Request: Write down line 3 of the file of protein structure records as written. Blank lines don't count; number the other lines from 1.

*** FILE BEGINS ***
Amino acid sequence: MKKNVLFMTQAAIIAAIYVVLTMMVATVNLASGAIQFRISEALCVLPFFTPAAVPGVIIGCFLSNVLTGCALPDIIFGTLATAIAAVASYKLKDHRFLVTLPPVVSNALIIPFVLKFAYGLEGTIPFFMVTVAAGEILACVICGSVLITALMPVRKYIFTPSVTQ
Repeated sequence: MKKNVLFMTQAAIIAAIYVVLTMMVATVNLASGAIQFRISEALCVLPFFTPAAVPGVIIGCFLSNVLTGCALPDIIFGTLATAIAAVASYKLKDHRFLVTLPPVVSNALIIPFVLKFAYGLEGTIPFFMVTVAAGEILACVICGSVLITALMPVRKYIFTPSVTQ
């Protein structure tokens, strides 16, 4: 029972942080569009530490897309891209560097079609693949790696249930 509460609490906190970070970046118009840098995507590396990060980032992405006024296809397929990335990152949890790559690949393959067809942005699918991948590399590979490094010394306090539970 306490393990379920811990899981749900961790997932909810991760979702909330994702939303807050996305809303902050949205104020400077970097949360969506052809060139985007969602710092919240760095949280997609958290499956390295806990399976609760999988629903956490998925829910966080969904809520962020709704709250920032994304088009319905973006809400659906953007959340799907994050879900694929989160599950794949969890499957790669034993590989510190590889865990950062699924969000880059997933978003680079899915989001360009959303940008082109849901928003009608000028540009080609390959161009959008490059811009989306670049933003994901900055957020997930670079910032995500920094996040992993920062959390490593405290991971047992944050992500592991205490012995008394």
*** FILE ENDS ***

């Protein structure tokens, strides 16, 4: 029972942080569009530490897309891209560097079609693949790696249930 509460609490906190970070970046118009840098995507590396990060980032992405006024296809397929990335990152949890790559690949393959067809942005699918991948590399590979490094010394306090539970 306490393990379920811990899981749900961790997932909810991760979702909330994702939303807050996305809303902050949205104020400077970097949360969506052809060139985007969602710092919240760095949280997609958290499956390295806990399976609760999988629903956490998925829910966080969904809520962020709704709250920032994304088009319905973006809400659906953007959340799907994050879900694929989160599950794949969890499957790669034993590989510190590889865990950062699924969000880059997933978003680079899915989001360009959303940008082109849901928003009608000028540009080609390959161009959008490059811009989306670049933003994901900055957020997930670079910032995500920094996040992993920062959390490593405290991971047992944050992500592991205490012995008394």